Certainly where you meet cyberfriends can make a big difference as to who they are...how real (honest) they are...Mudcatters have a real and serious common interest in music...chat rooms can be playing with TNT!

I have some cyber friends whom I converse with though there is not as strong a tie as with my in-person friends...I always take a bit of extra caution with online stuff...though at Mudcat I sometimes let my hair down, as they say.

Then I go and truly surprise myself and develop on remarkable cyber friendship--built first due to a common interest in Irish Music...but led into tons of other common interests. This friendship has since has regular postal communications, phone calls, and other internet communications that are available...I never thought I would become so fond of a person I have never met in person, but hope and pray that someday I will...

When you really think about it, there are lots of nutcases that people meet in the "real world" with out knowing it at first. So, in-person doesn't always guarantee "real", "true", "lasting", "honest".....Volumes could be written about all the different types/means of friendship nowadays.

In any situation, online or in real life everyone needs to be cautious to a point.

As for Mudcat, I think it a pretty safe haven...especially since there are lots of "regulars"...who pull together in various situations.

Mary Kate


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Subject: RE: BS: Cyberspace Friendships
From: Mbo
Date: 19 Mar 00 - 06:45 PM

I love you all!

--Mbo


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Subject: RE: BS: Cyberspace Friendships
From: bbc
Date: 19 Mar 00 - 07:17 PM

My two cents worth--I have met quite a few Mudcatters in person & it felt just like we were picking up in the middle of a conversation. We started w/ smiles & hugs, because we already knew each other in the most important sense--what we valued & how our minds worked. No one I've met has seemed out of character from what I've expected & there are a bunch of Mudcatters I dearly love who I am really looking forward to meeting in person. I guess this doesn't seem as strange to me as it does to some folks since I met my fiance over the Internet & formed my 1st bond w/ him mind to mind before I ever saw his body & gazed into his eyes or even heard his voice on the phone.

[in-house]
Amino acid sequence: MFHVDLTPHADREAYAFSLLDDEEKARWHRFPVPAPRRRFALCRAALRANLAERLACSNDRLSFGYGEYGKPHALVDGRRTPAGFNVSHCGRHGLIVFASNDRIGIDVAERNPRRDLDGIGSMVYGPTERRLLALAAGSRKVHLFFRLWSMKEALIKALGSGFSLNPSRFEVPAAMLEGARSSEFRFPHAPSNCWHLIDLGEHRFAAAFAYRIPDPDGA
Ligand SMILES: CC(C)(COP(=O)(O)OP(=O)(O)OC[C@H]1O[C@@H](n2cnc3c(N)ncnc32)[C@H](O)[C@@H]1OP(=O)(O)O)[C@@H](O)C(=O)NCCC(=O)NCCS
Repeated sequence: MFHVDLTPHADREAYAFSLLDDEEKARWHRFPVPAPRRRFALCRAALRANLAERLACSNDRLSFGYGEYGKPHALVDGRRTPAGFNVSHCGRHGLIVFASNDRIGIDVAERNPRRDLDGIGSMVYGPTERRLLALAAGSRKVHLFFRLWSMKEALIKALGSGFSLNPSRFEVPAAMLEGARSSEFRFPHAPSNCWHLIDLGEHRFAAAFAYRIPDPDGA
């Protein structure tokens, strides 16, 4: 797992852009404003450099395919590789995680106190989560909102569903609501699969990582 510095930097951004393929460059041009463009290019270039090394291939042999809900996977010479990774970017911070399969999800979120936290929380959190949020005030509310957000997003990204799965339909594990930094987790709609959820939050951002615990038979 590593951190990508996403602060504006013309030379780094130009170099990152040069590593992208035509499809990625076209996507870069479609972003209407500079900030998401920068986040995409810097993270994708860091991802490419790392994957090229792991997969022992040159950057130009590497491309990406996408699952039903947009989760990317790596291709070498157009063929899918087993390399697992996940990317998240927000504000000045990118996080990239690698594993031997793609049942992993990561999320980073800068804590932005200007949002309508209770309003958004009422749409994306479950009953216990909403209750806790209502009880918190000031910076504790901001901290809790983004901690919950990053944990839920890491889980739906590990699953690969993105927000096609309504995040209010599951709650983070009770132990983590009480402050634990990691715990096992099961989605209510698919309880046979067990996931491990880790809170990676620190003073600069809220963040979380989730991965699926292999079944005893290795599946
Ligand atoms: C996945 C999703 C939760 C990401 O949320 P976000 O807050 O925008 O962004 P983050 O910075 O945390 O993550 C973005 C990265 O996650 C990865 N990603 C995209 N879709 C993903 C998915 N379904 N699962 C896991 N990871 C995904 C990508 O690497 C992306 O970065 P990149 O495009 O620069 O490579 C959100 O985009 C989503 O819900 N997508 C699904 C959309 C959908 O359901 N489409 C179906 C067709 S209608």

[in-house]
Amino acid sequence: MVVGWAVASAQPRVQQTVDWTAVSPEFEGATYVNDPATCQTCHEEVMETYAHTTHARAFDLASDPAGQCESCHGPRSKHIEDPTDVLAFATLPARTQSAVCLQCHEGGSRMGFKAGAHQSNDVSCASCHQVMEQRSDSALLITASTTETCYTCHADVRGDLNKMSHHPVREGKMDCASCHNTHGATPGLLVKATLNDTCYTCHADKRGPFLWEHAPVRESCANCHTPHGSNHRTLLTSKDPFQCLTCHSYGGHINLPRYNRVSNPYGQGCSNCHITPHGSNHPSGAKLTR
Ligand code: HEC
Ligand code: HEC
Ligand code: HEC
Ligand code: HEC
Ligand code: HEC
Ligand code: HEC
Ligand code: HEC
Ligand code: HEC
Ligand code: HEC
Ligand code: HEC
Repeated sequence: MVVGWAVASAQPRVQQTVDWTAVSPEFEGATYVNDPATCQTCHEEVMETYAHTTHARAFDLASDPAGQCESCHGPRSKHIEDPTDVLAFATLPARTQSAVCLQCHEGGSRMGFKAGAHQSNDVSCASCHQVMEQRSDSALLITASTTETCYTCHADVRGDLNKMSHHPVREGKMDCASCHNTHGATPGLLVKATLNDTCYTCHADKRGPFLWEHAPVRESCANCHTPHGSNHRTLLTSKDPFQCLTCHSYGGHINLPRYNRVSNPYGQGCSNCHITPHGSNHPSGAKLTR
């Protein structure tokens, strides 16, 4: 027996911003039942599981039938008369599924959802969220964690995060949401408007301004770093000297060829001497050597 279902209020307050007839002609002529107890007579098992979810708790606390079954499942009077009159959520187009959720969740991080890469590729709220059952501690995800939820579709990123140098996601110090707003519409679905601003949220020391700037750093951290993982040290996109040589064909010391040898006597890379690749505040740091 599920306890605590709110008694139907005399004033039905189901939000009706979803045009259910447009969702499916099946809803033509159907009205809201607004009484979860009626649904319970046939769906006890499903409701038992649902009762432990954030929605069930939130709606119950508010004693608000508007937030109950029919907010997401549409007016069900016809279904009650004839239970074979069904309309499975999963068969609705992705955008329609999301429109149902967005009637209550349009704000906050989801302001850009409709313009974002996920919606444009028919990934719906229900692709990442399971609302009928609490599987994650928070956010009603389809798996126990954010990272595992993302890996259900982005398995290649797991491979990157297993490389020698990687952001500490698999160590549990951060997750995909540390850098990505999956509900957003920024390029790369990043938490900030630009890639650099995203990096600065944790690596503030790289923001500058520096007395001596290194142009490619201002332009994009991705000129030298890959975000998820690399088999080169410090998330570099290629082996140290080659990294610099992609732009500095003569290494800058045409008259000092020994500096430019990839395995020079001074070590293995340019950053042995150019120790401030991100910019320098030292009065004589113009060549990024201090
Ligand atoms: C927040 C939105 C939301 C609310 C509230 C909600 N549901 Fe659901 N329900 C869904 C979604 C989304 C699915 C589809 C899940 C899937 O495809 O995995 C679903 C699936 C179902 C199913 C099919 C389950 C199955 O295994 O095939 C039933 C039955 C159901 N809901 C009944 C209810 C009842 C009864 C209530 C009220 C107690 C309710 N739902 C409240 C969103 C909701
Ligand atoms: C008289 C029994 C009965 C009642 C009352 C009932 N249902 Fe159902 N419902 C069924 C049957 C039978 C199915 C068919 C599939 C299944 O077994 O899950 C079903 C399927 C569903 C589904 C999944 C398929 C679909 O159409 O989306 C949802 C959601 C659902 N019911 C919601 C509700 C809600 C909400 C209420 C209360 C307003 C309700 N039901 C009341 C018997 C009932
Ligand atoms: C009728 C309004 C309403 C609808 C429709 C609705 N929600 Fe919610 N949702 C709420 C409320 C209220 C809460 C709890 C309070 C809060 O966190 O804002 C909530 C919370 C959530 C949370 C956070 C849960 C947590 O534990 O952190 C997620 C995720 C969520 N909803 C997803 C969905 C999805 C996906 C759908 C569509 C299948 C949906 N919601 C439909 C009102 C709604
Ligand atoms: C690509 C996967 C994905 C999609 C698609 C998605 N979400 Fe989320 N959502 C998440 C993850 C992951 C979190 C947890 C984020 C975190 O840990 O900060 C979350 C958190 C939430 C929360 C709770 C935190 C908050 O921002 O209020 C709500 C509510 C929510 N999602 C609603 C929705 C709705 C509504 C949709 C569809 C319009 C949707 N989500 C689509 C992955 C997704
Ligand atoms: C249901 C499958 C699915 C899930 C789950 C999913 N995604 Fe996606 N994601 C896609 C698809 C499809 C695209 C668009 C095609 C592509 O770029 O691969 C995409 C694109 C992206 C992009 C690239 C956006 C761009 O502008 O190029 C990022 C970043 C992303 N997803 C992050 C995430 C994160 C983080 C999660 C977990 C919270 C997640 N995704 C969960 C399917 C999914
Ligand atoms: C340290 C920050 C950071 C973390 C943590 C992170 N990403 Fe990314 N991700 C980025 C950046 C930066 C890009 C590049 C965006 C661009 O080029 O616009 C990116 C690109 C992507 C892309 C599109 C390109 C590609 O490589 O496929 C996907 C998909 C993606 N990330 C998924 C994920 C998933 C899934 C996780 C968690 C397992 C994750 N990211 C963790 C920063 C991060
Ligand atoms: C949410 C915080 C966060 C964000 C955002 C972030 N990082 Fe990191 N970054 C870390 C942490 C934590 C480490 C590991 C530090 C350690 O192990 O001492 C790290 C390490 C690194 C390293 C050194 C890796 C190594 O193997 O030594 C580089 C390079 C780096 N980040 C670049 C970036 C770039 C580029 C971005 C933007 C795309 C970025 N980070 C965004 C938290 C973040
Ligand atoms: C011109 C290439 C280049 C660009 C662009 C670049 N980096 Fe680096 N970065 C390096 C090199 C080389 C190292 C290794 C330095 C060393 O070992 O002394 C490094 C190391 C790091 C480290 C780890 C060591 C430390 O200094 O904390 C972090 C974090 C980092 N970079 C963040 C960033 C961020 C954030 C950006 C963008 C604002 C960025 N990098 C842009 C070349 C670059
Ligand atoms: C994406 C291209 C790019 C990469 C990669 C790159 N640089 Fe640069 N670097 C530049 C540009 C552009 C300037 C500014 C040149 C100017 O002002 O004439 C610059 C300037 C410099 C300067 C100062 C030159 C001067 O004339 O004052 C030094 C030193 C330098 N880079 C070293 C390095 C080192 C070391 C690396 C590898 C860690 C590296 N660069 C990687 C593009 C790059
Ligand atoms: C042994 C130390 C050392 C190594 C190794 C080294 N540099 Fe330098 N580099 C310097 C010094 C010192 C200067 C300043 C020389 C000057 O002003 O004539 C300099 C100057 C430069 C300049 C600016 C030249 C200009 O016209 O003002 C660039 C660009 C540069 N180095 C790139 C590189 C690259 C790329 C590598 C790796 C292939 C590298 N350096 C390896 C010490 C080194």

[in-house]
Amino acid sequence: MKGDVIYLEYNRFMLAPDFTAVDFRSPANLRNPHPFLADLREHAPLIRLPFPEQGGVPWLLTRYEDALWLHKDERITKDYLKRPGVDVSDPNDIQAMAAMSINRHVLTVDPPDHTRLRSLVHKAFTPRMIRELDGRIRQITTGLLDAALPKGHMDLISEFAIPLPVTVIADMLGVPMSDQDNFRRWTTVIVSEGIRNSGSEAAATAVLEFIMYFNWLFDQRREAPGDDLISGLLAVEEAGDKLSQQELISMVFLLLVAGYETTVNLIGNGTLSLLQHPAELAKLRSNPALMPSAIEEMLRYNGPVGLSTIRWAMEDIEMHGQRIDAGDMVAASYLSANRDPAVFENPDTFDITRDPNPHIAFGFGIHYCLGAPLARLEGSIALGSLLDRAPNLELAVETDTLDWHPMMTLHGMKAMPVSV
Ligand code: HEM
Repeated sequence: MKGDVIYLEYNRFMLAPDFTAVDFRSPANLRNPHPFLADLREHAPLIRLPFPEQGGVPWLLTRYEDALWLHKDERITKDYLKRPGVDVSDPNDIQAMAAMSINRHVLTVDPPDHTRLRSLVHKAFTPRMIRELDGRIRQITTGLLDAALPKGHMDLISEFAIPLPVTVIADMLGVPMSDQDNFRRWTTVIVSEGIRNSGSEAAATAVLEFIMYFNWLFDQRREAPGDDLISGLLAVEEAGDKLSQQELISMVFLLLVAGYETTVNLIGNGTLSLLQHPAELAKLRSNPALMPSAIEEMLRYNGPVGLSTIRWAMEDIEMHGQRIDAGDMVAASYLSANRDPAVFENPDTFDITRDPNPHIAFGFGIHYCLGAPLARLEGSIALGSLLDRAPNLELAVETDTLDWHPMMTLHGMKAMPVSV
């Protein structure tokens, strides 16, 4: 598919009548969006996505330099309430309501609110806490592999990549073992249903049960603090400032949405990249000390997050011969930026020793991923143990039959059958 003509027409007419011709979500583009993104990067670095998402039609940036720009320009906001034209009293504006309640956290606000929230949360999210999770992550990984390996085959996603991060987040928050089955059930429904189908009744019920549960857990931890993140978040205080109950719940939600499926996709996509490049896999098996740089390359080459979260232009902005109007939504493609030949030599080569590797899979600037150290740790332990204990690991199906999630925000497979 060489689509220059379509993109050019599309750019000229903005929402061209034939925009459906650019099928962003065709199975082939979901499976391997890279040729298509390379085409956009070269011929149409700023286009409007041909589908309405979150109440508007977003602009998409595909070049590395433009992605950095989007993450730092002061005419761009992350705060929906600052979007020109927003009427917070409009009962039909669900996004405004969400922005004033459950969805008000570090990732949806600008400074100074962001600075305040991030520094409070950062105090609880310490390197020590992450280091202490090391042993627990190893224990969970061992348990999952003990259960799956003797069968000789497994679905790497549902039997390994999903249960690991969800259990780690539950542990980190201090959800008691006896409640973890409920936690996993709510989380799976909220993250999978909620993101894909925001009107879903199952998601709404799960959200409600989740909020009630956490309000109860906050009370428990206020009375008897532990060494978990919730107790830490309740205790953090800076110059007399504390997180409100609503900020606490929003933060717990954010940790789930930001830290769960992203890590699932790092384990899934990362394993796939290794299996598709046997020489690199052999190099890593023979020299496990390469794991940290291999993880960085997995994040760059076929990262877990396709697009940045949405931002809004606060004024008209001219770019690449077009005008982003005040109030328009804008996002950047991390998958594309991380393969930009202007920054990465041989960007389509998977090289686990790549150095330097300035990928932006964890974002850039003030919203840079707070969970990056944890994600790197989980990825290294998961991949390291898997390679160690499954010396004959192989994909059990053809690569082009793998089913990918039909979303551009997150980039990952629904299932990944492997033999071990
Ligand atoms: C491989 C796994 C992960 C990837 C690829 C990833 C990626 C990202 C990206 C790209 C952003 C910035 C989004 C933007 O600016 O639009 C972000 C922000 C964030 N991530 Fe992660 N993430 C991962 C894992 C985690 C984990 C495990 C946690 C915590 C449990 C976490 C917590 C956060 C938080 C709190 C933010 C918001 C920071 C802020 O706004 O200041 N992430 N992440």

In answer to Michael K--I have had an open Mudcat get-together at my home. Yes, opening your home to strangers involves some risk, as do many things in life. I can only report that I chose to do so & had no bad result. People were friendly, tidy, & we had a wonderful time together. Hope to be doing it again in the future!

love,

bbc


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Subject: RE: BS: Cyberspace Friendships
From: wysiwyg
Date: 19 Mar 00 - 07:25 PM

I think I'll wait and go last!

I'm busy building up the relationships we're talking about in this thread.

If any of you with whom I am co-building them wants to say more about how that's going, have at it. You know who you are!

~Wartlovin' Babe


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Subject: RE: BS: Cyberspace Friendships
From: The Shambles
Date: 19 Mar 00 - 07:26 PM

I agree with most of the comments above and value all of the individuals but I do not think this forum is well designed for furthering personal friendships. There are so many better ways of doing this and it causes a lot of irritation, when these methods are not used.

Further to the point that Beanster made about those individuals who do not post as often as the folk that have contributed to this thread to date. If you look at the list of posters that have, they probably would constitute what the majority of Mudcatter's may consider to represent a clique, inner core, the most frequent posters or whatever, if such a thing exists..

This perception would be perfectly understandable, mainly because these posters, some more than others, insist on conducting their friendships, publicly on the forum.

I am sorry to be a wet blanket, but I, and I am sure others, have good friends here but do not see the need to constantly display that friendship publicly on the forum. Why should anyone be interested in seeing how friendly you are? If you are friends, great, just get on with it. These public displays are irresistible to the sad individuals that bother The Mudcat from time to time. It is like a 'red rag to a bull'.

I would hate to see a completely dry and impersonal forum but I do feel there is a balance to be reached.

I feel that on the forum, it is always more important what is being said, rather than, who is saying it. In a chat room it may be different?


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Subject: RE: BS: Cyberspace Friendships
From: JedMarum
Date: 19 Mar 00 - 08:51 PM